Skip to main content
It looks like you're using Internet Explorer 11 or older. This website works best with modern browsers such as the latest versions of Chrome, Firefox, Safari, and Edge. If you continue with this browser, you may see unexpected results.

Covid-19 HSE Clinical Guidance and Evidence

* Phone users, please scroll down to view content. Queries to: clinicaldesign@hse.ie

Syringe Driver Prescribing - Syringe Driver Prescribing

Syringe Pump Prescribing in the Last Hours or Days of Life  (CD19-007 001 / 06.04.20)


Introduction

When should a syringe pump be used? When a patient is unable to take PO medications and needs a regular infusion to control symptoms.

What medications? 4 symptoms commonly require medications for relief of distress at end of life:

Persistent pain and/ or breathlessness (for OPIOID NAÏVE patient)

First step: Morphine SC 5mg to 10mg (if no previous opioid use) via syringe pump over 24 hours.

May also need midazolam SC 5mg to 10mg via syringe pump over 24 hours for symptom relief if breathlessness severe or ‘total’ pain (i.e. existential distress) present.

Second step: Titrate morphine and/ or midazolam with advice. Dose and rate of increase are dependent on symptoms and response to PRNs.

Persistent pain and/or breathlessness (for patient already on regular opioids)
  • First step: Convert the 24-hour oral opioid dose to a 24-hour SC infusion by dividing the 24-hour oral dose by two e.g. MST 30mg PO BD = morphine sulphate 60 mg PO over 24 hours ≈  morphine sulphate 30mg SC over 24 hours
  • Second step: Titrate opioid with advice. Dose and rate of increase are dependent on symptoms and response to PRNs.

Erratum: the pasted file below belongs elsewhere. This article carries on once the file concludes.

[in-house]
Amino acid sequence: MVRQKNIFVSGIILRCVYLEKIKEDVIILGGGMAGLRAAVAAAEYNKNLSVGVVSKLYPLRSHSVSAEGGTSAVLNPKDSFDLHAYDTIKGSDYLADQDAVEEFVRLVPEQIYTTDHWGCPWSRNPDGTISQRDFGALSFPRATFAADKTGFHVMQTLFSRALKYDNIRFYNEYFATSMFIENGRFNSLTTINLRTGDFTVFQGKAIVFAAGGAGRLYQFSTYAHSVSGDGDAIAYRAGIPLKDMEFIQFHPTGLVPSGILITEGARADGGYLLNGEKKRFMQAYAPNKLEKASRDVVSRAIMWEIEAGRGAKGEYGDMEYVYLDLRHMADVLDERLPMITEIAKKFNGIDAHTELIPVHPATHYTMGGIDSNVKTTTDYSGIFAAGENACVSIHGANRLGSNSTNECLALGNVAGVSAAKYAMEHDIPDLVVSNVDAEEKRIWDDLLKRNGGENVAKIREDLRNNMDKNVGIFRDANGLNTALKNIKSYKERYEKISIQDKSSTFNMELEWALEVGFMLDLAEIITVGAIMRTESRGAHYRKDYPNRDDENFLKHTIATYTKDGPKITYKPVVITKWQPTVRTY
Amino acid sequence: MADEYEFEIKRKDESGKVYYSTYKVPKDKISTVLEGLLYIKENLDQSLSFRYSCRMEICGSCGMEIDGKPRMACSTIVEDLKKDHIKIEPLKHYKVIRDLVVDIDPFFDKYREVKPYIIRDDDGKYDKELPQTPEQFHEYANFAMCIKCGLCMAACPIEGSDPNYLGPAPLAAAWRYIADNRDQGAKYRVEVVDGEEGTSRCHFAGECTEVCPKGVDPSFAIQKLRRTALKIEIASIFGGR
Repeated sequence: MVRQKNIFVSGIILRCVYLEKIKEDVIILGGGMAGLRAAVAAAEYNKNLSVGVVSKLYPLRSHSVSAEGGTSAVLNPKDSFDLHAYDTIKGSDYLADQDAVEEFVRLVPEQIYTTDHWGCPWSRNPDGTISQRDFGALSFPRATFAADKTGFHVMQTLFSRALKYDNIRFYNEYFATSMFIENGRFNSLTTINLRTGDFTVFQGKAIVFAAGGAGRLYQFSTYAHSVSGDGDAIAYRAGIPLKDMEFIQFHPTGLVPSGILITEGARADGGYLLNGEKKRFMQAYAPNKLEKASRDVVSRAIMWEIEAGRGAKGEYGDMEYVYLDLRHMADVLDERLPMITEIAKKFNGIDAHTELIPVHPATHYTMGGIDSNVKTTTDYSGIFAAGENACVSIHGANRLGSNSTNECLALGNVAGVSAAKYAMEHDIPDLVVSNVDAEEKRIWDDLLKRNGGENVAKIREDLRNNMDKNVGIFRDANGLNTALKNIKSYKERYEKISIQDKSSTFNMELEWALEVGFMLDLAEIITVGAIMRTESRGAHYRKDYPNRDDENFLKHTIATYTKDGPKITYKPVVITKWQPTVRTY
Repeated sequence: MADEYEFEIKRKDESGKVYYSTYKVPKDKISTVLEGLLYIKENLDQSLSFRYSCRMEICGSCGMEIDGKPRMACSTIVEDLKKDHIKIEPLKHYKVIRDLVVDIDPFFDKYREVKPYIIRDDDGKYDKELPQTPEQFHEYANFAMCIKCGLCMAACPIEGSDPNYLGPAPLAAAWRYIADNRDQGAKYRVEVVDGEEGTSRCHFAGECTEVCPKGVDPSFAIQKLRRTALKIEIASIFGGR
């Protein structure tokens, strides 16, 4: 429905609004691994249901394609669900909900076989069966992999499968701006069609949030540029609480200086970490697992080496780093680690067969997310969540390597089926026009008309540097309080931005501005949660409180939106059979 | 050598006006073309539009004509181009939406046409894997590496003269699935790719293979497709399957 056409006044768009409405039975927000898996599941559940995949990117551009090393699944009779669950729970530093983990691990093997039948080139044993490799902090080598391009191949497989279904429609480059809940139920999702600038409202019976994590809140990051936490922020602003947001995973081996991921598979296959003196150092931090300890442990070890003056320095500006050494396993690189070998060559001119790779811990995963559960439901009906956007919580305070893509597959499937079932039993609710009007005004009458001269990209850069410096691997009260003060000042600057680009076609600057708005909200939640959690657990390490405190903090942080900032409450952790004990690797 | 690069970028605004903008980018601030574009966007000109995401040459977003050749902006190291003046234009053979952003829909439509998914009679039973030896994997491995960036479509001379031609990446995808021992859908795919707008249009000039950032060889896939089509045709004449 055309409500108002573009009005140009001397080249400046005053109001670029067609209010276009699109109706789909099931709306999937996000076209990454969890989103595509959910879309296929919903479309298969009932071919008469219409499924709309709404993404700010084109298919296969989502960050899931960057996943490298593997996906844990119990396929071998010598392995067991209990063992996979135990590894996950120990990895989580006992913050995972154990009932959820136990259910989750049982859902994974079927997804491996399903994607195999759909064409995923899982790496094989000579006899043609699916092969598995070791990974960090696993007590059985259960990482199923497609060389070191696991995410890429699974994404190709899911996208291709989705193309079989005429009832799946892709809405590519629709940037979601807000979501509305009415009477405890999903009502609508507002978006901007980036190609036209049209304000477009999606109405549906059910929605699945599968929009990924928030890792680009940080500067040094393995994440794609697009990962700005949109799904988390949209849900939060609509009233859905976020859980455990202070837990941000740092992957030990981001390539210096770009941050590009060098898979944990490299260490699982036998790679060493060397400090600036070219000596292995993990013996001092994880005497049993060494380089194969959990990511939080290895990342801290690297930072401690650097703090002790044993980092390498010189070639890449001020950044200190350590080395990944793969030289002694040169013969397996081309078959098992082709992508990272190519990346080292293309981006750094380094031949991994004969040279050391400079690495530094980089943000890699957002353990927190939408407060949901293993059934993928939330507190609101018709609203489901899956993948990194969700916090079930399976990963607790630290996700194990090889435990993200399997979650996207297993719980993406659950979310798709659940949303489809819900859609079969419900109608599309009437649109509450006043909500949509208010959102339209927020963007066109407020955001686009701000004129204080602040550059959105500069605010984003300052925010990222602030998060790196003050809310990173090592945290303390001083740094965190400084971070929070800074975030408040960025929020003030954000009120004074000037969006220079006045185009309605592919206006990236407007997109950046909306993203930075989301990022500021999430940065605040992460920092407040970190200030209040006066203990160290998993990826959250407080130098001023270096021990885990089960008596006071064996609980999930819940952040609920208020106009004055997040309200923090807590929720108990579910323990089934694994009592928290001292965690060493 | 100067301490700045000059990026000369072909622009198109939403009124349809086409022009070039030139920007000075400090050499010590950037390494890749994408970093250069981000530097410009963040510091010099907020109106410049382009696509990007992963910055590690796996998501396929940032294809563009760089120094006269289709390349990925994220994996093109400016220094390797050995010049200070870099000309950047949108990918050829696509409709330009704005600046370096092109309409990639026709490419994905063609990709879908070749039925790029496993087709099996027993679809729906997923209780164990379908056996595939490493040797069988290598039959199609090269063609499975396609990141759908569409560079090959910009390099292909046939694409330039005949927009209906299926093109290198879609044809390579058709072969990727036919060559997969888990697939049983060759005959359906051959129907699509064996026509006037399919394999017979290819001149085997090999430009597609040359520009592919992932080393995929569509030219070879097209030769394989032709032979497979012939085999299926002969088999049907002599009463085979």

Persistent anxiety/ distress or delirium
  • First step: Midazolam SC 10mg to 20mg over 24 hours in a syringe pump.
  • Second step: Titrate Midazolam with advice. Dose and rate of increase are dependent on symptoms and response to PRNs. 

Note: Levomepromazine may need to be used in addition to midazolam if anxiety/ distress or delirium is severe:

  • Levomepromazine 6.25 to 12.5mg over 24 hours in a syringe pump.
  • Higher starting doses can be used under specialist advice.

If levomepromazine not available, haloperidol can be used instead e.g. haloperidol 2.5 to 5 mg over 24 hours in a syringe pump.

Persistent respiratory secretions
  • First step: Hyoscine butylbromide (Buscopan®) 60 to 120mg via syringe pump over 24 hours.
  • Second step if symptoms persist: Stop hyoscine butylbromide and instead start glycopyrronium 1.2 to 2.4mg via syringe pump over 24 hours.
Persistent nausea or vomiting

Step 1: Selection of anti-emetic depends on whether the patient is already on an effective anti-emetic or not. Starting doses of possible anti-emetics are:

  • Cyclizine 150mg via syringe pump over 24 hours OR

  • Haloperidol 1-2.5mg via syringe pump over 24 hours OR

  • Metoclopramide 30mg via syringe pump over 24 hours OR

  • Levomepromazine 6.25 to 12.5mg over 24 hours

Practice points:
  • Regular review ensures best care as patient’s condition deteriorates, stabilises or improves.

  • Use minimum effective dose and titrate according to response.

  • If side effects with morphine, use alternative opioid such as oxycodone (note: twice as potent as morphine, so will need dose adjustment).

  • If eGFR< 30ml/min, adjust dose +/- medication; seek specialist advice.

  • All patients should also have PRN medications (refer to anticipatory prescribing one pager).

  • Information on drug compatibilities available at https://www.palliativecareguidelines.scot.nhs.uk

  • If syringe pump not available, a regular schedule of stat doses can be prescribed- seek specialist advice.

 

Step 2: Titrate or change anti-emetic with advice. Dose and rate of increase are dependent on symptoms and response to PRNs.

National Health Library & Knowledge Service. Health Service Executive. Dr. Steevens' Hospital, Dublin 8. Tel: 01-6352555/8. Email: hselibrary@hse.ie

Disclaimer